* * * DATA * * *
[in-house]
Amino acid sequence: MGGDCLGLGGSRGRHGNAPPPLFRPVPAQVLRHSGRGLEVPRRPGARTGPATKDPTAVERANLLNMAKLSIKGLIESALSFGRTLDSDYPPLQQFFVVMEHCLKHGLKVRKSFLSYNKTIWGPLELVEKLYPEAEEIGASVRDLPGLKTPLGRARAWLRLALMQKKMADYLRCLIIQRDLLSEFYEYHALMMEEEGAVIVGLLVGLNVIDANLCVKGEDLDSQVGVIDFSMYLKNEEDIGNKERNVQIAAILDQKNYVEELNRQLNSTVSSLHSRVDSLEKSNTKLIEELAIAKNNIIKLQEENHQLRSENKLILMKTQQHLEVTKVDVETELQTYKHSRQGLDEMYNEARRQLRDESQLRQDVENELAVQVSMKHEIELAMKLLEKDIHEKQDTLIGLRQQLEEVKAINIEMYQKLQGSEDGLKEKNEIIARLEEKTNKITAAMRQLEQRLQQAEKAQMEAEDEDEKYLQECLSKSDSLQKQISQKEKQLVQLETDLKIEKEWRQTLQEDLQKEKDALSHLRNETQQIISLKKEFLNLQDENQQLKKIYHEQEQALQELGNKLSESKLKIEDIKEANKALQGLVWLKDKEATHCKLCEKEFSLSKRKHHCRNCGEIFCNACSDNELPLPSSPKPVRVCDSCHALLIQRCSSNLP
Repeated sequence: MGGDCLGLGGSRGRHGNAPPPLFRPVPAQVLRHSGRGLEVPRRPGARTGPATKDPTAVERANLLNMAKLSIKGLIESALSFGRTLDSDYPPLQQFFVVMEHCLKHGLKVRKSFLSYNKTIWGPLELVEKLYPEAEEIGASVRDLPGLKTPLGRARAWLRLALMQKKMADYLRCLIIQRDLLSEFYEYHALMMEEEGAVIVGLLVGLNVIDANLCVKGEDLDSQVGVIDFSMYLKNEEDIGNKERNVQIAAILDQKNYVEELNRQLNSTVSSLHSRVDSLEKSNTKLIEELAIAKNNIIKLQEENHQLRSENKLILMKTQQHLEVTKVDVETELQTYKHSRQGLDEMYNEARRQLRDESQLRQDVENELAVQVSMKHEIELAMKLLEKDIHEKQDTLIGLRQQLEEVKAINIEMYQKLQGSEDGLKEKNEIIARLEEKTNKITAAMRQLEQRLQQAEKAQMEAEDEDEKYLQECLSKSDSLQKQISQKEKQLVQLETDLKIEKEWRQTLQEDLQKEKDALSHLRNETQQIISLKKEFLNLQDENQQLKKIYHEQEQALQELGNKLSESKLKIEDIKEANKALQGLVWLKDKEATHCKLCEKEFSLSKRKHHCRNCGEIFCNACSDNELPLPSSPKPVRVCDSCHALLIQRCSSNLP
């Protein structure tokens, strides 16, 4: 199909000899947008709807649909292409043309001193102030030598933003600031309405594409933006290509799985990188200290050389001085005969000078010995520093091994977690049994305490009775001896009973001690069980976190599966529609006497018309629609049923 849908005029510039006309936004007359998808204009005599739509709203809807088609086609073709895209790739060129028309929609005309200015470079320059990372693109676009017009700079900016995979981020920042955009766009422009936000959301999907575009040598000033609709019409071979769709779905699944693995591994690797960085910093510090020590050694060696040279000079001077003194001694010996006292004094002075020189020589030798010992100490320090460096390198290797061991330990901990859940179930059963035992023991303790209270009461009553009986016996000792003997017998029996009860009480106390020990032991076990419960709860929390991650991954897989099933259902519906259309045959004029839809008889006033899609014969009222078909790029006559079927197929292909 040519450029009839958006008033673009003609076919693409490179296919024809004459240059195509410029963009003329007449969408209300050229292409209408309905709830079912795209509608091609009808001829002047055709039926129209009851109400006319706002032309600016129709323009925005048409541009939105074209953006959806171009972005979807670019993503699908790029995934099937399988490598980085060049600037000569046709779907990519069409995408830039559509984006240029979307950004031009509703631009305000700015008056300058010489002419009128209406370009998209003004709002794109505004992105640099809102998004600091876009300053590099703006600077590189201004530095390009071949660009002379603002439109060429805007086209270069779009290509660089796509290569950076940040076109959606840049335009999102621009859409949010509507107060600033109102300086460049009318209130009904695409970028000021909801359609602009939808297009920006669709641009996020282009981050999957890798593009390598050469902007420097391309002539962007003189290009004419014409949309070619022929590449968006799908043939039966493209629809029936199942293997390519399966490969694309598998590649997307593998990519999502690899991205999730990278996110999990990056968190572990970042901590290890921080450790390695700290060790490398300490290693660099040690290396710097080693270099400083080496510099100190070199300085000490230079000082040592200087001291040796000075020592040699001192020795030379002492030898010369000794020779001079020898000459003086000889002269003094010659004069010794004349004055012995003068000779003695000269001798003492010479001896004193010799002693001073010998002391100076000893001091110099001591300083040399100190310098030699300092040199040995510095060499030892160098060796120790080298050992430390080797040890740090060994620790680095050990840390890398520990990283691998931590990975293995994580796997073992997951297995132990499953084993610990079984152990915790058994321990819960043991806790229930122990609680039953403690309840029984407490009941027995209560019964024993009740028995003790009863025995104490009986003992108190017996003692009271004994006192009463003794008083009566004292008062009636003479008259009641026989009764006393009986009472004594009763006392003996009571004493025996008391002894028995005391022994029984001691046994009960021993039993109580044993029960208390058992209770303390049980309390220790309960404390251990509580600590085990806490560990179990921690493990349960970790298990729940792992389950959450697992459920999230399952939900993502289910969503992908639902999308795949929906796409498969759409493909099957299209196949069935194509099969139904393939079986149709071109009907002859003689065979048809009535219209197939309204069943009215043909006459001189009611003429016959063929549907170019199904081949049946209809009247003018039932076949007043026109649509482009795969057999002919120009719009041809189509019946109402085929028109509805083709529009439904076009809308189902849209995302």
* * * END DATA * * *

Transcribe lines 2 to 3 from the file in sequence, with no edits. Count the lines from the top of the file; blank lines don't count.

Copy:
Amino acid sequence: MGGDCLGLGGSRGRHGNAPPPLFRPVPAQVLRHSGRGLEVPRRPGARTGPATKDPTAVERANLLNMAKLSIKGLIESALSFGRTLDSDYPPLQQFFVVMEHCLKHGLKVRKSFLSYNKTIWGPLELVEKLYPEAEEIGASVRDLPGLKTPLGRARAWLRLALMQKKMADYLRCLIIQRDLLSEFYEYHALMMEEEGAVIVGLLVGLNVIDANLCVKGEDLDSQVGVIDFSMYLKNEEDIGNKERNVQIAAILDQKNYVEELNRQLNSTVSSLHSRVDSLEKSNTKLIEELAIAKNNIIKLQEENHQLRSENKLILMKTQQHLEVTKVDVETELQTYKHSRQGLDEMYNEARRQLRDESQLRQDVENELAVQVSMKHEIELAMKLLEKDIHEKQDTLIGLRQQLEEVKAINIEMYQKLQGSEDGLKEKNEIIARLEEKTNKITAAMRQLEQRLQQAEKAQMEAEDEDEKYLQECLSKSDSLQKQISQKEKQLVQLETDLKIEKEWRQTLQEDLQKEKDALSHLRNETQQIISLKKEFLNLQDENQQLKKIYHEQEQALQELGNKLSESKLKIEDIKEANKALQGLVWLKDKEATHCKLCEKEFSLSKRKHHCRNCGEIFCNACSDNELPLPSSPKPVRVCDSCHALLIQRCSSNLP
Repeated sequence: MGGDCLGLGGSRGRHGNAPPPLFRPVPAQVLRHSGRGLEVPRRPGARTGPATKDPTAVERANLLNMAKLSIKGLIESALSFGRTLDSDYPPLQQFFVVMEHCLKHGLKVRKSFLSYNKTIWGPLELVEKLYPEAEEIGASVRDLPGLKTPLGRARAWLRLALMQKKMADYLRCLIIQRDLLSEFYEYHALMMEEEGAVIVGLLVGLNVIDANLCVKGEDLDSQVGVIDFSMYLKNEEDIGNKERNVQIAAILDQKNYVEELNRQLNSTVSSLHSRVDSLEKSNTKLIEELAIAKNNIIKLQEENHQLRSENKLILMKTQQHLEVTKVDVETELQTYKHSRQGLDEMYNEARRQLRDESQLRQDVENELAVQVSMKHEIELAMKLLEKDIHEKQDTLIGLRQQLEEVKAINIEMYQKLQGSEDGLKEKNEIIARLEEKTNKITAAMRQLEQRLQQAEKAQMEAEDEDEKYLQECLSKSDSLQKQISQKEKQLVQLETDLKIEKEWRQTLQEDLQKEKDALSHLRNETQQIISLKKEFLNLQDENQQLKKIYHEQEQALQELGNKLSESKLKIEDIKEANKALQGLVWLKDKEATHCKLCEKEFSLSKRKHHCRNCGEIFCNACSDNELPLPSSPKPVRVCDSCHALLIQRCSSNLP